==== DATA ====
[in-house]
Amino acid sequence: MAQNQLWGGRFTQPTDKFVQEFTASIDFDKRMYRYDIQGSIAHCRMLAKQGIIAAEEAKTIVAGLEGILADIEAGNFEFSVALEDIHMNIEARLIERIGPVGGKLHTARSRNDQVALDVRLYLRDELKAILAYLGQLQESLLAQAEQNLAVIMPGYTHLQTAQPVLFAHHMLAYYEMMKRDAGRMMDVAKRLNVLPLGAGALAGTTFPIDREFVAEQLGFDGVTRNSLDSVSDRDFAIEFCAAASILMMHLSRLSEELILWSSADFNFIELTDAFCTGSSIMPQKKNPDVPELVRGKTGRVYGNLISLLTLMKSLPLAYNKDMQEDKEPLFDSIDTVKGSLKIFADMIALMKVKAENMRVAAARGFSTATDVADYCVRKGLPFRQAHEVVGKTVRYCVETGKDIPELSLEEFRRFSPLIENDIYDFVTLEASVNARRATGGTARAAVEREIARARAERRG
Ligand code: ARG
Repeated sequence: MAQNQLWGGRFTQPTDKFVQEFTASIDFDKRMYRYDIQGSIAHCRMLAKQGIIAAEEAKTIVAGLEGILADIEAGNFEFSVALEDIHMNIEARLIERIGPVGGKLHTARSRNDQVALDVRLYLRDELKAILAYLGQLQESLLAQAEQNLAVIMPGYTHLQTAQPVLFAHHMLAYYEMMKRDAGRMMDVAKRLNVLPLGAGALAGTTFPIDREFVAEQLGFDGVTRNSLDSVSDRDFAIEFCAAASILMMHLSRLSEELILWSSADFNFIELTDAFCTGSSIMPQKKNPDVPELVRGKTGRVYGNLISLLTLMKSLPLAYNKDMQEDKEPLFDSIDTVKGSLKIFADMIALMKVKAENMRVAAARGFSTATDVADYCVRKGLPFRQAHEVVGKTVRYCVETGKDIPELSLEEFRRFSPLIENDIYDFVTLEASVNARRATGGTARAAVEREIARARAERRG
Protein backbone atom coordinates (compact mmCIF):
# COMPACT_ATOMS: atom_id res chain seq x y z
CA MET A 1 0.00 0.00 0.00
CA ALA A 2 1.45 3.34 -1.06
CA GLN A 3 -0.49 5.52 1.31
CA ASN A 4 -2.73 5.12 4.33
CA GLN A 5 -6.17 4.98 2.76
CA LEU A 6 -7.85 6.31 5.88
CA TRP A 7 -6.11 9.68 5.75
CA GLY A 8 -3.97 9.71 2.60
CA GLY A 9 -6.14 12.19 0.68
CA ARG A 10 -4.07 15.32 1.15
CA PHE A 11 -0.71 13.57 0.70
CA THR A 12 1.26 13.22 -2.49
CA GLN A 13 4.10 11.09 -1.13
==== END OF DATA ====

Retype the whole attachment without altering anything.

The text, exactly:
[in-house]
Amino acid sequence: MAQNQLWGGRFTQPTDKFVQEFTASIDFDKRMYRYDIQGSIAHCRMLAKQGIIAAEEAKTIVAGLEGILADIEAGNFEFSVALEDIHMNIEARLIERIGPVGGKLHTARSRNDQVALDVRLYLRDELKAILAYLGQLQESLLAQAEQNLAVIMPGYTHLQTAQPVLFAHHMLAYYEMMKRDAGRMMDVAKRLNVLPLGAGALAGTTFPIDREFVAEQLGFDGVTRNSLDSVSDRDFAIEFCAAASILMMHLSRLSEELILWSSADFNFIELTDAFCTGSSIMPQKKNPDVPELVRGKTGRVYGNLISLLTLMKSLPLAYNKDMQEDKEPLFDSIDTVKGSLKIFADMIALMKVKAENMRVAAARGFSTATDVADYCVRKGLPFRQAHEVVGKTVRYCVETGKDIPELSLEEFRRFSPLIENDIYDFVTLEASVNARRATGGTARAAVEREIARARAERRG
Ligand code: ARG
Repeated sequence: MAQNQLWGGRFTQPTDKFVQEFTASIDFDKRMYRYDIQGSIAHCRMLAKQGIIAAEEAKTIVAGLEGILADIEAGNFEFSVALEDIHMNIEARLIERIGPVGGKLHTARSRNDQVALDVRLYLRDELKAILAYLGQLQESLLAQAEQNLAVIMPGYTHLQTAQPVLFAHHMLAYYEMMKRDAGRMMDVAKRLNVLPLGAGALAGTTFPIDREFVAEQLGFDGVTRNSLDSVSDRDFAIEFCAAASILMMHLSRLSEELILWSSADFNFIELTDAFCTGSSIMPQKKNPDVPELVRGKTGRVYGNLISLLTLMKSLPLAYNKDMQEDKEPLFDSIDTVKGSLKIFADMIALMKVKAENMRVAAARGFSTATDVADYCVRKGLPFRQAHEVVGKTVRYCVETGKDIPELSLEEFRRFSPLIENDIYDFVTLEASVNARRATGGTARAAVEREIARARAERRG
Protein backbone atom coordinates (compact mmCIF):
# COMPACT_ATOMS: atom_id res chain seq x y z
CA MET A 1 0.00 0.00 0.00
CA ALA A 2 1.45 3.34 -1.06
CA GLN A 3 -0.49 5.52 1.31
CA ASN A 4 -2.73 5.12 4.33
CA GLN A 5 -6.17 4.98 2.76
CA LEU A 6 -7.85 6.31 5.88
CA TRP A 7 -6.11 9.68 5.75
CA GLY A 8 -3.97 9.71 2.60
CA GLY A 9 -6.14 12.19 0.68
CA ARG A 10 -4.07 15.32 1.15
CA PHE A 11 -0.71 13.57 0.70
CA THR A 12 1.26 13.22 -2.49
CA GLN A 13 4.10 11.09 -1.13